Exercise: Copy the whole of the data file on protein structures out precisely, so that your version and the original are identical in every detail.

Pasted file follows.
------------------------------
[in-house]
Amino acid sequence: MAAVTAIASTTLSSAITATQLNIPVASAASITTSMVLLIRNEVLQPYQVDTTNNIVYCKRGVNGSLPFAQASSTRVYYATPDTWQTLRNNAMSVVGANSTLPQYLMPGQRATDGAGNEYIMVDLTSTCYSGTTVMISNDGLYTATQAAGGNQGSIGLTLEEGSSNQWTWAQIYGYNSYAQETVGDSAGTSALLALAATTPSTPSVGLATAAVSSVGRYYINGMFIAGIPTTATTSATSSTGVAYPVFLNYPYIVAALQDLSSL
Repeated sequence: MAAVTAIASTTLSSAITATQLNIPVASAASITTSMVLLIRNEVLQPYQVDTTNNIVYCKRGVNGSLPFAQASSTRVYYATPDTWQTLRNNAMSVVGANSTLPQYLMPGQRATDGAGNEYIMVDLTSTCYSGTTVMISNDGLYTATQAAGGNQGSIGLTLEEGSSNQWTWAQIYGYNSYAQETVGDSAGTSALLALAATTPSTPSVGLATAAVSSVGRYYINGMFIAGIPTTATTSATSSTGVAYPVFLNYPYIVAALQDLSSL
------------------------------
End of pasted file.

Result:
[in-house]
Amino acid sequence: MAAVTAIASTTLSSAITATQLNIPVASAASITTSMVLLIRNEVLQPYQVDTTNNIVYCKRGVNGSLPFAQASSTRVYYATPDTWQTLRNNAMSVVGANSTLPQYLMPGQRATDGAGNEYIMVDLTSTCYSGTTVMISNDGLYTATQAAGGNQGSIGLTLEEGSSNQWTWAQIYGYNSYAQETVGDSAGTSALLALAATTPSTPSVGLATAAVSSVGRYYINGMFIAGIPTTATTSATSSTGVAYPVFLNYPYIVAALQDLSSL
Repeated sequence: MAAVTAIASTTLSSAITATQLNIPVASAASITTSMVLLIRNEVLQPYQVDTTNNIVYCKRGVNGSLPFAQASSTRVYYATPDTWQTLRNNAMSVVGANSTLPQYLMPGQRATDGAGNEYIMVDLTSTCYSGTTVMISNDGLYTATQAAGGNQGSIGLTLEEGSSNQWTWAQIYGYNSYAQETVGDSAGTSALLALAATTPSTPSVGLATAAVSSVGRYYINGMFIAGIPTTATTSATSSTGVAYPVFLNYPYIVAALQDLSSL